14th and 15th Century Marinid Dynasty[edit]

Origins[edit]

Flag of Marinid empire

The Marinid dynasty was composed of Berber tribes of the race of the Zenetes (Zenatas), as opposed to the Hilalian Arabs, and were under the rule of the Almohads. But early in the 12th century, they turned against a weakening Almohad to build a dynasty that lasted nearly two centuries.[13] With the defeat of the last of the Almohads and the capture of Marrakech in 1269, the Marīnids, under Abū Yūsuf Yaʿqūb, became masters of Morocco.[14]

Holy War on the Iberian Peninsula and Northern Africa[edit]

The Marinid empire at its greatest extent, around 1348.

During the 14th century the Marinids expanded their control in Norther Africa and fought Holy Wars with the Christians on the Iberian Peninsula. Marinids viewed jihad as the duty of Muslim sovereignty and to strengthened the dynasty. During the reign of Abu Sa'id Uthman II , the Marinids extended their authority over the Middle Maghrib. They also crossed into al-Andalus in response to a request from the governor of Granada. Abu Sa'id was succeeded by his son, Abu-l-Hasan 'Ali ibn 'Uthman, who seized Tilmisan in 1332.[14] In 1333, Abd al-Malik, crossed the Straits of Gibraltar and defeated the Castilians who occupied the region since 1309.[13] When Abd al-Malik died his father, Abu al-Hasan, led another invasion in 1340 onto the Iberian Peninsula but was defeated by a coalition of forces from Castile and Portugal at the Salado River.[13] While the war helped unite the Muslim Naṣrid dynasty of Granada and slowed the advance of the Christians toward the Strait of Gibraltar, no land was taken from the Christians. This defeat significantly changed the balance of power in favor of Christians forcing the Marinids to retreat back to Morocco and to abandon their objective of domination of the Iberian Peninsula.

Remnants of the city of al-Mansoura constructed by the Marinids during their siege of Tlemcen.

In addition to invasions on the Iberian Peninsula, the Marinids wanted to control the central Maghreb and Ifriqiya. Their first attacks were against the Abdalwadids of Tlemcen, the Marinids immediate neighbors to the east, whom they invade several times.[15] In 1337 Abū al-Ḥasan ʿAlī, one of the Marīnid sultans, tried to restore the Almonad empire. He captured the Tunisia capital of Tilimsān (Tlemcen) but was unable to defeat the Ḥafṣid.[14] But in 1347, Abu-l-Hasan 'Ali ibn 'Uthman also captured Tunis and the Hafsid amir.[15] He later also captured Barqa and Tarablus. During this time the Marinids united all of the Maghrib under one government. This expansion was temporary because the following year, Abu-l-Hasan 'Ali ibn 'Uthman's army was defeated in Kairouan by a coalition of Arab tribes. Eventually the Near Maghrib and the Middle Maghrib seceded from the Marinid state when weak rulers rose to power causing it to return to its original borders.[13] These military campaigns depleted the resources of the Marinid dynasty, and led to a state of anarchy.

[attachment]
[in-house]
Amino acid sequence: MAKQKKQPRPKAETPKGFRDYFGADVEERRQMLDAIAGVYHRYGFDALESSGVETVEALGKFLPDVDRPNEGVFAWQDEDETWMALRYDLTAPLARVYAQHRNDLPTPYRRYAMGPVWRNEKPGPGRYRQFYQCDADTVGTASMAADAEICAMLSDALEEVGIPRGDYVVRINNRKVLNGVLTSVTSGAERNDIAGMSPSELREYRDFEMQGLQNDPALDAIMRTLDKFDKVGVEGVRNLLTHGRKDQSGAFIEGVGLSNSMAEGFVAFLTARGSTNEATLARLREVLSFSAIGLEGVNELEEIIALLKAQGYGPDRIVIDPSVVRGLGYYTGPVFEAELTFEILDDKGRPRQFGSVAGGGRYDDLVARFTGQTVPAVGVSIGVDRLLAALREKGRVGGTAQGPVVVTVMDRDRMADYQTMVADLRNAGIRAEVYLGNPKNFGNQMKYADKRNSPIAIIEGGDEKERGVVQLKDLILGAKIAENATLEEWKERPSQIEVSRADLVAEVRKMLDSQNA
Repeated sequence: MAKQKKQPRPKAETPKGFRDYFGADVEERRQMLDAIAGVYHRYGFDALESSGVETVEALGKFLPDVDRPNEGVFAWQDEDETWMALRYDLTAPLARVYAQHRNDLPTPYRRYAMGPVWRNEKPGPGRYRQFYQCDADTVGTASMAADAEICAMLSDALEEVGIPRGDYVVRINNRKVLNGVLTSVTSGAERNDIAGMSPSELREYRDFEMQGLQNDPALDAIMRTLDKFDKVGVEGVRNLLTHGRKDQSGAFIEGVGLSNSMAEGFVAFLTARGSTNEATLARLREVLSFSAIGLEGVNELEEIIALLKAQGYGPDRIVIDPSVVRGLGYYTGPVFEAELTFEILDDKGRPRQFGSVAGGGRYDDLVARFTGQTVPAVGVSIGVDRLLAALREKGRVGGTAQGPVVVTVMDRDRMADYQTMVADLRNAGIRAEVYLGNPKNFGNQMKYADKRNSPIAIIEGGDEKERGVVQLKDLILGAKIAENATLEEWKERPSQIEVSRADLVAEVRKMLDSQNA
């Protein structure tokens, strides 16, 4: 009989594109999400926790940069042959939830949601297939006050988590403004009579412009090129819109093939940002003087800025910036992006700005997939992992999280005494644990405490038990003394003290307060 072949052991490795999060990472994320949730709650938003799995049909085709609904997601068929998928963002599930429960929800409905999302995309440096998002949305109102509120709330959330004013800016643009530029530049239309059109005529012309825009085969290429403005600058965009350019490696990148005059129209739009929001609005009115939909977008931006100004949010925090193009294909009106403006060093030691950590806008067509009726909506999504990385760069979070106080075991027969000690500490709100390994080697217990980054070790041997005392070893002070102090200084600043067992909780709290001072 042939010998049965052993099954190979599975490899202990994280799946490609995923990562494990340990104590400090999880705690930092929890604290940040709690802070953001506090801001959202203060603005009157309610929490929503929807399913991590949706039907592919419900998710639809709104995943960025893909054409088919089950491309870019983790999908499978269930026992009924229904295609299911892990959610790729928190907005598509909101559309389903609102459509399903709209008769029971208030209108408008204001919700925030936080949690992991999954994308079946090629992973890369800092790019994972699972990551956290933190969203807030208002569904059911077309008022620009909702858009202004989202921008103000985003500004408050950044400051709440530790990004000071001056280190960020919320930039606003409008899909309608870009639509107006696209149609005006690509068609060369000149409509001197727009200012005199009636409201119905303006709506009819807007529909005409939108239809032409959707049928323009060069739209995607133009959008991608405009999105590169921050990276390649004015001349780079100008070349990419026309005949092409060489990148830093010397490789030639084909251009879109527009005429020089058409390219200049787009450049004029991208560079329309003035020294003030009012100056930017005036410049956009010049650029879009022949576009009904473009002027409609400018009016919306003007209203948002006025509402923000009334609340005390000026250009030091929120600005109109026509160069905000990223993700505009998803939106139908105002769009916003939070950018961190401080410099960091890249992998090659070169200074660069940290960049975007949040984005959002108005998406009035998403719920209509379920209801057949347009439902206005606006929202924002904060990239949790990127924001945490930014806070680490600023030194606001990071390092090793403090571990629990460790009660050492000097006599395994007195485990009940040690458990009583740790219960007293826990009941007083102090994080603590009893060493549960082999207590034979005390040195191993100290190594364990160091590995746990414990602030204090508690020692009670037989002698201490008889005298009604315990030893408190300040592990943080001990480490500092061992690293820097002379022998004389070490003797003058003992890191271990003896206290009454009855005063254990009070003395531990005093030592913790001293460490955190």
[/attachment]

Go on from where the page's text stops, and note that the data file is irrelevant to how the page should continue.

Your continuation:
Decline of the Marinids[edit]

Marinid Tombs at the necropolis of Chellah

The defeat in Kairouan diminished the power of the Marinids, who slipped into a period of decline. In the West Maghreb, the Marinids are not able to control the entire population. The Arab tribes grow more restless, the tax receipts decline and the sultans lose their power in favor of the Arab viziers, who are representatives of a real caste of high officials which take control of the kingdom and declare themselves as sultans themselves. The leaders are subjected to a close guardianship during this period of upheaval and the smallest amount of diffidence would lead to the overthrow or the assassination of the sultan. Both Abu Salim (1359-1361), and Abu Ziyan (1361-1366) were assassinated during this period of anarchy.[13] The state of anarchy which existed during the late 14th century a led to a break down of unity in the empire and several contenders opposed the vizier which divided the country.[15] Although the dynasty is in a state of decline during this time it was strong enough in 1389 to defuse the Abdalwadides and control the foreign relations of the sultans of Tlemcen.[13]